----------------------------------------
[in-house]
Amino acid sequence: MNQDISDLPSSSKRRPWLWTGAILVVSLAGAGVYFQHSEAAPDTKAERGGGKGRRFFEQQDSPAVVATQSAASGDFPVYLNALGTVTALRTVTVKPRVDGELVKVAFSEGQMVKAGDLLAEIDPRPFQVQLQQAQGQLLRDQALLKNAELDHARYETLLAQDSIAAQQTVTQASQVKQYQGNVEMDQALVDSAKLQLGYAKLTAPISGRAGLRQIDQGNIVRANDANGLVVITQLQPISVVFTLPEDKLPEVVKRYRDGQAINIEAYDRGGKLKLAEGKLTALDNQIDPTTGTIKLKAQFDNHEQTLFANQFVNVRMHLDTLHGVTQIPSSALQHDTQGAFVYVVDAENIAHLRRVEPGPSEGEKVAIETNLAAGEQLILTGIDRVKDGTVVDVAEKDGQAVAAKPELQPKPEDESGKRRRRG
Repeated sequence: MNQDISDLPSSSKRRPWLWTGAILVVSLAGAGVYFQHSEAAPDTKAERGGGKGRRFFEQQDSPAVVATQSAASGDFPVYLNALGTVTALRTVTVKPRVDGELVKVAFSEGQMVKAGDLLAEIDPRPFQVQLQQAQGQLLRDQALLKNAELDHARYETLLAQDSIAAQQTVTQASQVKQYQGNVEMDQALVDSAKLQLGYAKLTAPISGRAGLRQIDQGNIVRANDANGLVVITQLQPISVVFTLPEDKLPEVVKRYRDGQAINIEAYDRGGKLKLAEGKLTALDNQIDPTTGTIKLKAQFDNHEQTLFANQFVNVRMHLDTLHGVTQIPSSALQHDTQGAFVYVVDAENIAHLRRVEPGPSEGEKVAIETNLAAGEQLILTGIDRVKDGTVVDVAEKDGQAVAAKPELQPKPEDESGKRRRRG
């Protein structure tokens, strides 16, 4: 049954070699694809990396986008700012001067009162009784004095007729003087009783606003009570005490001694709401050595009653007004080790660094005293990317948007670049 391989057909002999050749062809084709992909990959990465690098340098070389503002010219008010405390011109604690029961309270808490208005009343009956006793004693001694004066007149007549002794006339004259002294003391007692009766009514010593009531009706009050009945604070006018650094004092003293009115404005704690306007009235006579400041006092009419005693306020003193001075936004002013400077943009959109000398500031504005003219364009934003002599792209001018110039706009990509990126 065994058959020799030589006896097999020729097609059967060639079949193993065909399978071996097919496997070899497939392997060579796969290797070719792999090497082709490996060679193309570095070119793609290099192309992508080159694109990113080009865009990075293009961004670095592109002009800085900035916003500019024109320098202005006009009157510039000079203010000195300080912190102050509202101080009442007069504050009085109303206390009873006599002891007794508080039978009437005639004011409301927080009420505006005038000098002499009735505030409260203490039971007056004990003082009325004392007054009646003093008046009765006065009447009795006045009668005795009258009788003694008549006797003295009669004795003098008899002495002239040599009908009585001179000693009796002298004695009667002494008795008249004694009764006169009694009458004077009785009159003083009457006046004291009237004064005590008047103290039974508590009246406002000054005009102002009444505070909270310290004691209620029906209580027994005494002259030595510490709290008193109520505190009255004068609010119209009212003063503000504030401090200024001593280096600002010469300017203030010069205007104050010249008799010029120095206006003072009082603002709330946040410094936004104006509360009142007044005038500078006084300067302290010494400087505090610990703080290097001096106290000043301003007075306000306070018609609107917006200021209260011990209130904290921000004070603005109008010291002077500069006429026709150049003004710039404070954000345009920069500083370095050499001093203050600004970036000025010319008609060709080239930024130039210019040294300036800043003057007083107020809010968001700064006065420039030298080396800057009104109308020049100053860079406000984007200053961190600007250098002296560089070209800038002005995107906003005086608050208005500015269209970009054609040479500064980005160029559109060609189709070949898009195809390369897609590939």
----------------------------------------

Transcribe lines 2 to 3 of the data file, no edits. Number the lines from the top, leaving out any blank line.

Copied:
Amino acid sequence: MNQDISDLPSSSKRRPWLWTGAILVVSLAGAGVYFQHSEAAPDTKAERGGGKGRRFFEQQDSPAVVATQSAASGDFPVYLNALGTVTALRTVTVKPRVDGELVKVAFSEGQMVKAGDLLAEIDPRPFQVQLQQAQGQLLRDQALLKNAELDHARYETLLAQDSIAAQQTVTQASQVKQYQGNVEMDQALVDSAKLQLGYAKLTAPISGRAGLRQIDQGNIVRANDANGLVVITQLQPISVVFTLPEDKLPEVVKRYRDGQAINIEAYDRGGKLKLAEGKLTALDNQIDPTTGTIKLKAQFDNHEQTLFANQFVNVRMHLDTLHGVTQIPSSALQHDTQGAFVYVVDAENIAHLRRVEPGPSEGEKVAIETNLAAGEQLILTGIDRVKDGTVVDVAEKDGQAVAAKPELQPKPEDESGKRRRRG
Repeated sequence: MNQDISDLPSSSKRRPWLWTGAILVVSLAGAGVYFQHSEAAPDTKAERGGGKGRRFFEQQDSPAVVATQSAASGDFPVYLNALGTVTALRTVTVKPRVDGELVKVAFSEGQMVKAGDLLAEIDPRPFQVQLQQAQGQLLRDQALLKNAELDHARYETLLAQDSIAAQQTVTQASQVKQYQGNVEMDQALVDSAKLQLGYAKLTAPISGRAGLRQIDQGNIVRANDANGLVVITQLQPISVVFTLPEDKLPEVVKRYRDGQAINIEAYDRGGKLKLAEGKLTALDNQIDPTTGTIKLKAQFDNHEQTLFANQFVNVRMHLDTLHGVTQIPSSALQHDTQGAFVYVVDAENIAHLRRVEPGPSEGEKVAIETNLAAGEQLILTGIDRVKDGTVVDVAEKDGQAVAAKPELQPKPEDESGKRRRRG